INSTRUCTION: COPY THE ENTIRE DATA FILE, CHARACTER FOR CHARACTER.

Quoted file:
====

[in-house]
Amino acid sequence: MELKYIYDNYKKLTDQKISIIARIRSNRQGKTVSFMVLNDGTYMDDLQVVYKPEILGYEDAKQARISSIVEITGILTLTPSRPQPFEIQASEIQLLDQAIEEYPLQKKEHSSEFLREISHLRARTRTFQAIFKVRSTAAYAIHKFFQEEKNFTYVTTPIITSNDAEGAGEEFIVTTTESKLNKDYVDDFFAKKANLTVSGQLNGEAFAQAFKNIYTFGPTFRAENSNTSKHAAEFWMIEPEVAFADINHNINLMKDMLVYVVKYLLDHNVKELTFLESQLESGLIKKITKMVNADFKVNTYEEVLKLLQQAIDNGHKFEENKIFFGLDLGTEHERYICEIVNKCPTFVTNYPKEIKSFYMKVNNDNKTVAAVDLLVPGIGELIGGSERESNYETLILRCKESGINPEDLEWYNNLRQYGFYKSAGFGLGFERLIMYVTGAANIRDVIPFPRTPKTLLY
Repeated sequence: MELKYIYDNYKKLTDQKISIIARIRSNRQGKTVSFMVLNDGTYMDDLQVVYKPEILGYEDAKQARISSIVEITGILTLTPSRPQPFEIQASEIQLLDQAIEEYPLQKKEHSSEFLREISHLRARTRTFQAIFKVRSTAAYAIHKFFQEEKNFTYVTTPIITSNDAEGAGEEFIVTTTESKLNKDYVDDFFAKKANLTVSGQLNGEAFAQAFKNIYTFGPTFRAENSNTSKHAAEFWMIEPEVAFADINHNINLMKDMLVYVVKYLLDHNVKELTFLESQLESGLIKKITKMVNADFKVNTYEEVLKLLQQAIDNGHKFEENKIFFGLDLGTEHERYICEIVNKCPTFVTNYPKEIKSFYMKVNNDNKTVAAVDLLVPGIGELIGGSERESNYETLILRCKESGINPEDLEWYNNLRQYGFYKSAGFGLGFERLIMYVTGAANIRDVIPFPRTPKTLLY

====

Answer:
[in-house]
Amino acid sequence: MELKYIYDNYKKLTDQKISIIARIRSNRQGKTVSFMVLNDGTYMDDLQVVYKPEILGYEDAKQARISSIVEITGILTLTPSRPQPFEIQASEIQLLDQAIEEYPLQKKEHSSEFLREISHLRARTRTFQAIFKVRSTAAYAIHKFFQEEKNFTYVTTPIITSNDAEGAGEEFIVTTTESKLNKDYVDDFFAKKANLTVSGQLNGEAFAQAFKNIYTFGPTFRAENSNTSKHAAEFWMIEPEVAFADINHNINLMKDMLVYVVKYLLDHNVKELTFLESQLESGLIKKITKMVNADFKVNTYEEVLKLLQQAIDNGHKFEENKIFFGLDLGTEHERYICEIVNKCPTFVTNYPKEIKSFYMKVNNDNKTVAAVDLLVPGIGELIGGSERESNYETLILRCKESGINPEDLEWYNNLRQYGFYKSAGFGLGFERLIMYVTGAANIRDVIPFPRTPKTLLY
Repeated sequence: MELKYIYDNYKKLTDQKISIIARIRSNRQGKTVSFMVLNDGTYMDDLQVVYKPEILGYEDAKQARISSIVEITGILTLTPSRPQPFEIQASEIQLLDQAIEEYPLQKKEHSSEFLREISHLRARTRTFQAIFKVRSTAAYAIHKFFQEEKNFTYVTTPIITSNDAEGAGEEFIVTTTESKLNKDYVDDFFAKKANLTVSGQLNGEAFAQAFKNIYTFGPTFRAENSNTSKHAAEFWMIEPEVAFADINHNINLMKDMLVYVVKYLLDHNVKELTFLESQLESGLIKKITKMVNADFKVNTYEEVLKLLQQAIDNGHKFEENKIFFGLDLGTEHERYICEIVNKCPTFVTNYPKEIKSFYMKVNNDNKTVAAVDLLVPGIGELIGGSERESNYETLILRCKESGINPEDLEWYNNLRQYGFYKSAGFGLGFERLIMYVTGAANIRDVIPFPRTPKTLLY